So, how can I claim to believe in equality between the genders and yet choose to be a slave to a man?  I would say it is for the same reasons that I believe that a man can choose to submit to a man or a woman choose to submit to a woman.  My personal life choices do not indicate that I want to be a slave to all men anymore than a woman submitting to a woman suddenly believes that she has a multiple personality and needs to submit to herself as well.  I submit and am enslaved in the context of my personal relationship with my Master.  I still expect equal pay for equal work when I go to work and I would still be tempted to knock the teeth out of anyone who tells me I can’t be an engineer because I have boobs.  To me, that I choose to be beneath one man does not make me any less equal to all others, no more than I view the man who submits to a woman as any less equal to any other woman.

I don’t want to turn back the clock to the fictional world of Leave it to Beaver.  We’ve made too much progress as a society since then and I value the ideal of a world, sometime in the future, where society no longer tries to force anyone into a role based on their gender.  I want the world where men can marry men and women can marry women and we can choose to live within whatever dynamics we choose.  I want the world where poly groups can marry as well and raise their kids in peace.  I want the world where those who blur the lines of gender or who were unfortunate enough to be born with a body that did not match their identity are accepted for the individuals that they are.  I see the relationship between my Master and I as just one other flavor of what can be, not as the guideline for how others should live their lives and certainly not as a judgment against my gender or anyone else’s.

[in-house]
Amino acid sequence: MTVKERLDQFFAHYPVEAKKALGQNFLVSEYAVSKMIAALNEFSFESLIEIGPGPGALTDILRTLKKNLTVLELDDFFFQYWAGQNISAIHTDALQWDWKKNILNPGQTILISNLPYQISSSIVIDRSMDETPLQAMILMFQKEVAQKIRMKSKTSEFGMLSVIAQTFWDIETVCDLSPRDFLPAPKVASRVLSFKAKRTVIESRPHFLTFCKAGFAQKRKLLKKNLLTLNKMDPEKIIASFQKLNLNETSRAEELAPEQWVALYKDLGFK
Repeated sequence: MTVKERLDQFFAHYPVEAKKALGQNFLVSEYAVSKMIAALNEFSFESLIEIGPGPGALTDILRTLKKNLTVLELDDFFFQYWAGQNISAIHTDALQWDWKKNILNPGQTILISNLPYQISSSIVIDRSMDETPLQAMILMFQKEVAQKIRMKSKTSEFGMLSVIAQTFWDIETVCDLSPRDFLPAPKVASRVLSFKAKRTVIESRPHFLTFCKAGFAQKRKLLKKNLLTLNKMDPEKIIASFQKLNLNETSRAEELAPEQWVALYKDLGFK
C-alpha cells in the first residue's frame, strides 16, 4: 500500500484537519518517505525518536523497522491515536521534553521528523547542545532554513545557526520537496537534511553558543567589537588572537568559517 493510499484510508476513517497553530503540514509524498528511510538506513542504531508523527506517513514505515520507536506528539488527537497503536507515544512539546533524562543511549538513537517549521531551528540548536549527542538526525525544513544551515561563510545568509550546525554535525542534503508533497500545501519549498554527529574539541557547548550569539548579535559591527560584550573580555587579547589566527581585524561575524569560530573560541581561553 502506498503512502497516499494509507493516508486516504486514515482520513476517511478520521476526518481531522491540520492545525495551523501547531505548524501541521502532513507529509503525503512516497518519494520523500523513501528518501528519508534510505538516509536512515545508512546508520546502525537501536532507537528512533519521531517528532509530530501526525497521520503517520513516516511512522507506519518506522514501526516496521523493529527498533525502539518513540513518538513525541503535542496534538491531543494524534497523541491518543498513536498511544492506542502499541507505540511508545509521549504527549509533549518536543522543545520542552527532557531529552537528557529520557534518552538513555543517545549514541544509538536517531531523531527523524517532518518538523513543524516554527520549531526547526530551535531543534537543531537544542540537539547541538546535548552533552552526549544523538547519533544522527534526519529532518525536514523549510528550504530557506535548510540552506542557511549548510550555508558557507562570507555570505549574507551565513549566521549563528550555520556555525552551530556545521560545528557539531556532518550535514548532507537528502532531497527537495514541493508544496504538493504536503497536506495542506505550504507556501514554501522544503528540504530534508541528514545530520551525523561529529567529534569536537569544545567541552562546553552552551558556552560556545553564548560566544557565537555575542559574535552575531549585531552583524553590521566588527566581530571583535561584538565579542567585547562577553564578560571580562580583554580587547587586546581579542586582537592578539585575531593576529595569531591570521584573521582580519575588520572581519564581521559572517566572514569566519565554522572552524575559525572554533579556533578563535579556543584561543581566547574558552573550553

I don’t kneel for just any man, but my Master was man enough to bring me to my knees.

  1. Shadowlady says:

    I like your perspective. In the end you had the freedom to choose what is right for you. That in itself is the result of feminism. That your choice is not in line with what most feminists would choose does not mean that it is wrong. In fact I think it is fantastic that you can see the difference.
    I view the whole female superiority streak as not in line at all with feminism. In fact anything to do with BDSM and D/s can be seen as not in line with feminism. However saying D/s is wrong would also be counter the essence of feminism; equality and freedom to choose what is right for every woman. I savour that right to choose what is right for me and won’t judge anybody that freely chooses another path.

  2. Sam Barnett-Cormack says:

    This does fit a trend I’ve seen recently in various parts of the blogosphere… it’s a knotty problem to work out all the subtleties, but if you ask me it’s obvious to see that personal choice should trump all in this regard, and that people shouldn’t assume that their own choices represent wider views. I’d assume that you were less likely to be disturbed by any such “alternative lifestyle”, not that you thought it should be “normal”.